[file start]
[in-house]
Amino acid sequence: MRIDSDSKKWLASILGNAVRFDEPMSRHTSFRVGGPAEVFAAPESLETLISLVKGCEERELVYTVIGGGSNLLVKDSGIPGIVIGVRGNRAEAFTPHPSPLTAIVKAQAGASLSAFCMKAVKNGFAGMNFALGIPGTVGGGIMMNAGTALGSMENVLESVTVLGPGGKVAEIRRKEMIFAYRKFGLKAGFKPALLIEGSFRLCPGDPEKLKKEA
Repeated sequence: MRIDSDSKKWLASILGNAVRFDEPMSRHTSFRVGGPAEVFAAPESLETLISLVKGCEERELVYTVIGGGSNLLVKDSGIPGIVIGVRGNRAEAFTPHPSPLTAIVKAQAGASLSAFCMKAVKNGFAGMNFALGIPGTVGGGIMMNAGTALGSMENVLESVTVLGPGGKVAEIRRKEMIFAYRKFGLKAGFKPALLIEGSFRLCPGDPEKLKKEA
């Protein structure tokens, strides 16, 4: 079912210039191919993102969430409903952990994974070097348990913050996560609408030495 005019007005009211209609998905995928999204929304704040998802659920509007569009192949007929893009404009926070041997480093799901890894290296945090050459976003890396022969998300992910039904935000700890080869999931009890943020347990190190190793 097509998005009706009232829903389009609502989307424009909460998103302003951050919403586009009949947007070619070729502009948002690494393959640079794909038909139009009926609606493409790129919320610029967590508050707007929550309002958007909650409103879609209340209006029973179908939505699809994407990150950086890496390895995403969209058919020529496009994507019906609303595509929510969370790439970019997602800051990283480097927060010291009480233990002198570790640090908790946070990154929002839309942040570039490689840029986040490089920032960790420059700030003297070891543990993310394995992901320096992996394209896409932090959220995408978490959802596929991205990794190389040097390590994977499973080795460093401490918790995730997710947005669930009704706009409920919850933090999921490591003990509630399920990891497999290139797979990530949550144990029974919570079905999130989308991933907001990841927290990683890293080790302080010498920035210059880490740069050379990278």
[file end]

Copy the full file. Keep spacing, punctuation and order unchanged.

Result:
[in-house]
Amino acid sequence: MRIDSDSKKWLASILGNAVRFDEPMSRHTSFRVGGPAEVFAAPESLETLISLVKGCEERELVYTVIGGGSNLLVKDSGIPGIVIGVRGNRAEAFTPHPSPLTAIVKAQAGASLSAFCMKAVKNGFAGMNFALGIPGTVGGGIMMNAGTALGSMENVLESVTVLGPGGKVAEIRRKEMIFAYRKFGLKAGFKPALLIEGSFRLCPGDPEKLKKEA
Repeated sequence: MRIDSDSKKWLASILGNAVRFDEPMSRHTSFRVGGPAEVFAAPESLETLISLVKGCEERELVYTVIGGGSNLLVKDSGIPGIVIGVRGNRAEAFTPHPSPLTAIVKAQAGASLSAFCMKAVKNGFAGMNFALGIPGTVGGGIMMNAGTALGSMENVLESVTVLGPGGKVAEIRRKEMIFAYRKFGLKAGFKPALLIEGSFRLCPGDPEKLKKEA
């Protein structure tokens, strides 16, 4: 079912210039191919993102969430409903952990994974070097348990913050996560609408030495 005019007005009211209609998905995928999204929304704040998802659920509007569009192949007929893009404009926070041997480093799901890894290296945090050459976003890396022969998300992910039904935000700890080869999931009890943020347990190190190793 097509998005009706009232829903389009609502989307424009909460998103302003951050919403586009009949947007070619070729502009948002690494393959640079794909038909139009009926609606493409790129919320610029967590508050707007929550309002958007909650409103879609209340209006029973179908939505699809994407990150950086890496390895995403969209058919020529496009994507019906609303595509929510969370790439970019997602800051990283480097927060010291009480233990002198570790640090908790946070990154929002839309942040570039490689840029986040490089920032960790420059700030003297070891543990993310394995992901320096992996394209896409932090959220995408978490959802596929991205990794190389040097390590994977499973080795460093401490918790995730997710947005669930009704706009409920919850933090999921490591003990509630399920990891497999290139797979990530949550144990029974919570079905999130989308991933907001990841927290990683890293080790302080010498920035210059880490740069050379990278």